Condition 3: "It's good tasting food that looks good on you"

Condition 4: "It's good tasting food which looks good on you"

The purpose here was to explore the use of a relative vs. demonstrative pronoun. The results tended to support the contention of Hakes and Cairns (1970) and Hakes and Foss (1970) that relative pronouns facilitate comprehension of self-embedded sentences (here both right branching). A measure of affect summed from four bi-polar scales (good-bad, inferior-superior, unpleasant-pleasant, and interesting-boring) and an intention-to-try measure (using a zero-to-ten scale) were used, with the following result:


As these results suggest, overall affect and intention do seem to be greater with the use of a relative pronoun (although results were not necessarily significant).

In some additional work dealing with syntax, Percy (1988) found that learning, recall, and comprehension of an advertising slogan all varied, and often significantly, as a function of the slogan's syntax. In one of the studies reported, subjects were asked whether taste or calories was most important to the product described in one of four ways (manipulating placement of negative subordinate clauses within self-embedded sentences). The correct inference in each case was intended to be "taste", and as the results below indicate, most people did indeed infer taste.


However, those subjects exposed to slogan 2, "It's the taste that counts, not just the calories," were significantly more likely to make an incorrect inference. Slogan 2 happens to embed the negative clause in a right-branching fashion, and there is evidence that suggests right-branching clauses, whether negative or not, are more difficult to process if the right-branching clause is subordinate.

We were reminded of these two studies in reviewing the work of Saliba (1991) and Lowrey (1991), as well as Kehret-Ward's (1991) work on inference. Each of these studies attempts to deal with some aspect of this intriguing yet complex issue of psycholinguistics and its obvious application to advertising. One also senses in their work the frustration of being able to significantly isolate effects; a frustration keenly felt in our own work. None-the-less, work in this area has the potential for meaningful contributions to better understanding advertising message comprehension. An advertisement is a complex communication vehicle, full of verbal and visual interactions. Yet, small efficiencies can lead to better communication; and research into the psycholinguistics of advertising copy will aid in uncovering just such efficiencies.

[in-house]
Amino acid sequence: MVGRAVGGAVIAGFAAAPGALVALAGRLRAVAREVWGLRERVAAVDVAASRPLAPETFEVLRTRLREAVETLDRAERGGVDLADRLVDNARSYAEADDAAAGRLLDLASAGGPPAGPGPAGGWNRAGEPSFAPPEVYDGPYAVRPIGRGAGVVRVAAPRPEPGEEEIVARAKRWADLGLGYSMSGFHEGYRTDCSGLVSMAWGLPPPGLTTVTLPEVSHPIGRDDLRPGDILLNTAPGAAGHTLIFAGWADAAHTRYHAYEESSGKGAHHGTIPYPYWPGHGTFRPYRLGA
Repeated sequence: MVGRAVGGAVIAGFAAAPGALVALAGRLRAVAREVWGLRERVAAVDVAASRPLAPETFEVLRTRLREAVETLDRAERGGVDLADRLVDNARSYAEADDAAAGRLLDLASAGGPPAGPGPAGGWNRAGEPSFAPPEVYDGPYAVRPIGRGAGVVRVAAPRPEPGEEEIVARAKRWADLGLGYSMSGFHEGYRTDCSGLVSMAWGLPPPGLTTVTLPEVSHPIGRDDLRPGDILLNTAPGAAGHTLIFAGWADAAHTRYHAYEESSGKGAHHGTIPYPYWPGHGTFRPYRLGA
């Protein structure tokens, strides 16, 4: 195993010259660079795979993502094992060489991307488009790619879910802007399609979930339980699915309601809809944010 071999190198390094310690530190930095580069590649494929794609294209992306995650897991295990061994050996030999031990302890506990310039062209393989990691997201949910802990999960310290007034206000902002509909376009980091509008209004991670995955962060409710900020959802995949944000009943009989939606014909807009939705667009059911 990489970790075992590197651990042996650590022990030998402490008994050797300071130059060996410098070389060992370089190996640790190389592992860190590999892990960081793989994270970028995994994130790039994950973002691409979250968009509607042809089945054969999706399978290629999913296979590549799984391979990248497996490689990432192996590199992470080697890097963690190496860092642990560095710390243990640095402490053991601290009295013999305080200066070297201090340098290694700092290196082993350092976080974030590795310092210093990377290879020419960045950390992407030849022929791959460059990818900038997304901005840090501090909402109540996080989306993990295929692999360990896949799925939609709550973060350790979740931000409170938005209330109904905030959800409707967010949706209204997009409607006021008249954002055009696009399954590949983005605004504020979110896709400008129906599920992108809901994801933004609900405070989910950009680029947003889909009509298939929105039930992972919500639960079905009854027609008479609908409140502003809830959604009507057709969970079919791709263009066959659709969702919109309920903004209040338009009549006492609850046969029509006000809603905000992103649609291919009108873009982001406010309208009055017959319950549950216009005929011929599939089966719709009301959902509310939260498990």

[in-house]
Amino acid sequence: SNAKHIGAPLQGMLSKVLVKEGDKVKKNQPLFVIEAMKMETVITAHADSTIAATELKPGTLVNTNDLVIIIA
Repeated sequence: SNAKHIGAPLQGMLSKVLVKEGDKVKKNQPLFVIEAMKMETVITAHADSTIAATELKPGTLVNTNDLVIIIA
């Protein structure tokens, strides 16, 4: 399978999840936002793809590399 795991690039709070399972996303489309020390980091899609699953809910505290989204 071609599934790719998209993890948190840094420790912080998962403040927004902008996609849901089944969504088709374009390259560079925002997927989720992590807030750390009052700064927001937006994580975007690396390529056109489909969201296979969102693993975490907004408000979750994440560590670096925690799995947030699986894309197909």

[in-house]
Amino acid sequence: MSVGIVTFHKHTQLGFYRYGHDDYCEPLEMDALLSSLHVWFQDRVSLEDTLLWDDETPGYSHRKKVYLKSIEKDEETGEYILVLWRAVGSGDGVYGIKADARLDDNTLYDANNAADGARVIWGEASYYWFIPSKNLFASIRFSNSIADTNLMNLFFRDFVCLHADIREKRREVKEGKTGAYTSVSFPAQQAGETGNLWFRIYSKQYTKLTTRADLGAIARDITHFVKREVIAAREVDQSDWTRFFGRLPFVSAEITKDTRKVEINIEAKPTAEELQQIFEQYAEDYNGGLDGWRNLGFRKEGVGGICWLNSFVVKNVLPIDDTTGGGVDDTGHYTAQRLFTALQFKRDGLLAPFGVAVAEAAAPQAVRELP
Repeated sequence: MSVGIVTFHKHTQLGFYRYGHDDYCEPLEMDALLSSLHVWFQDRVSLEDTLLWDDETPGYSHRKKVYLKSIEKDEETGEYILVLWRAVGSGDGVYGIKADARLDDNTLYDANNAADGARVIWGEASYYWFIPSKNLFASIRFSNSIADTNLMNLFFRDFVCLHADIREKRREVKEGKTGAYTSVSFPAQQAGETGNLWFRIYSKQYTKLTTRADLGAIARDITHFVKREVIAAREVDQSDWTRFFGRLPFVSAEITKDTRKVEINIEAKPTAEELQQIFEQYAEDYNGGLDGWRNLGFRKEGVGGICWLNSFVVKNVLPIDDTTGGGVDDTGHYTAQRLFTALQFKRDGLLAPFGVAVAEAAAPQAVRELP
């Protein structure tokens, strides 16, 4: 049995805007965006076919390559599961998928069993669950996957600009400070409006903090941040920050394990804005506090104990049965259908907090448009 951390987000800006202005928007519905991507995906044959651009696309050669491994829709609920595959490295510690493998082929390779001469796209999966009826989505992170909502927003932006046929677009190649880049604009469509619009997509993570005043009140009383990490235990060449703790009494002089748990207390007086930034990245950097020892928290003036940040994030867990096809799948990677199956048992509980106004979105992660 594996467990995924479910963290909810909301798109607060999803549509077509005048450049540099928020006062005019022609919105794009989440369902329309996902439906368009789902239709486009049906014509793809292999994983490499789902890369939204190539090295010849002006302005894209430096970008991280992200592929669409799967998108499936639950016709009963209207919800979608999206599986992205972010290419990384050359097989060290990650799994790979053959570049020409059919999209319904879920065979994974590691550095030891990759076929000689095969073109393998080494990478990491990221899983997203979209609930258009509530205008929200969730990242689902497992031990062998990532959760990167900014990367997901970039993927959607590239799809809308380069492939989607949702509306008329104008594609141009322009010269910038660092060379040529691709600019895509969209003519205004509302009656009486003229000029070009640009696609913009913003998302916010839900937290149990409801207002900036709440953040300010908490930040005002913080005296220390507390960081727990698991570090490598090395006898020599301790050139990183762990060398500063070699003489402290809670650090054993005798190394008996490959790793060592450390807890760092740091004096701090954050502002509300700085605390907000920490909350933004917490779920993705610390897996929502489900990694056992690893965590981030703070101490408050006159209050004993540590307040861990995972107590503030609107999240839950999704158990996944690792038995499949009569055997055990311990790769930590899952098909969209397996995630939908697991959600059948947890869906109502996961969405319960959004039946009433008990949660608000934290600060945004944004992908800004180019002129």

Akmajian, Adrian and Frank Henry (1975), An Introduction to the Principles of Transformation Syntax, The MIT Press, Cambridge, Mass.

Hakes, D. T. and H. S. Cairns (1970), "Sentence Comprehension and Relative Pronouns", Perception and Psychophysics, 8, 5-8.

Hakes, D. T. and D. J. Foss (1970), "Decision Processes During Sentence Comprehension: Effects of Surface Structure Reconsidered", Perception and Psychophysics, 8, 413-416.

Kehret-Ward, Trudy (1991), "Understanding the Circumstances Under Which People Make Misleading Inferences", Unpublished paper presented at the Association For Consumer Research annual conference.

Lowrey, Tina M. (1991), "The Relation Between Syntactic Complexity and Advertising Persuasiveness", in John F. Sherry, Jr. and Brian Sternthal (Eds.), Advances in Consumer Research, 19, Association for Consumer Research.

Percy, Larry (1982), "Psycholinguistic Guidelines for Advertising Copy" in A. A. Mitchell (Ed.), Advances in Consumer Research, 9, Association for Consumer Research.

Percy, Larry (1988), "Exploring Grammatical Structure and Nonverbal Communication" in S. Heckler and D. Stewart (Eds.), Nonverbal Communication in Advertising, Lexington Books, Lexington, Mass.

Percy, Larry and J. R. Rossiter (1980), Advertising Strategy, Prager, New York, NY.

Percy, Larry and J. R. Rossiter (1983), "Mediating Effects of Visual and Verbal Elements in Print Advertising upon Belief, Attitude, and Intention Responses", in L. Percy and A. G. Woodside (Eds.), Advertising and Consumer Psychology, Lexington Books, Lexington, Mass.

Rickheit, Gort, Wolfgan Schnotz, and Haus Strohner (1985), "The Concept of Inference in Discourse Comprehension" in G. Rickheit and H. Strohner (Eds.), Inferences in Text Processing, Elsevier Science Publishers, B. V. Amsterdam, the Netherlands.

Saliba, Slimen (1991), "Using Syntax to Direct Processing Resources", Unpublished paper presented at the Association for Consumer Research annual conference.

Wiener, M. and A. Mehrabian (1968), "Language Within Language: Immediacy, a Channel in Verbal Communication", Appletan-Century-Crofts, New York, NY.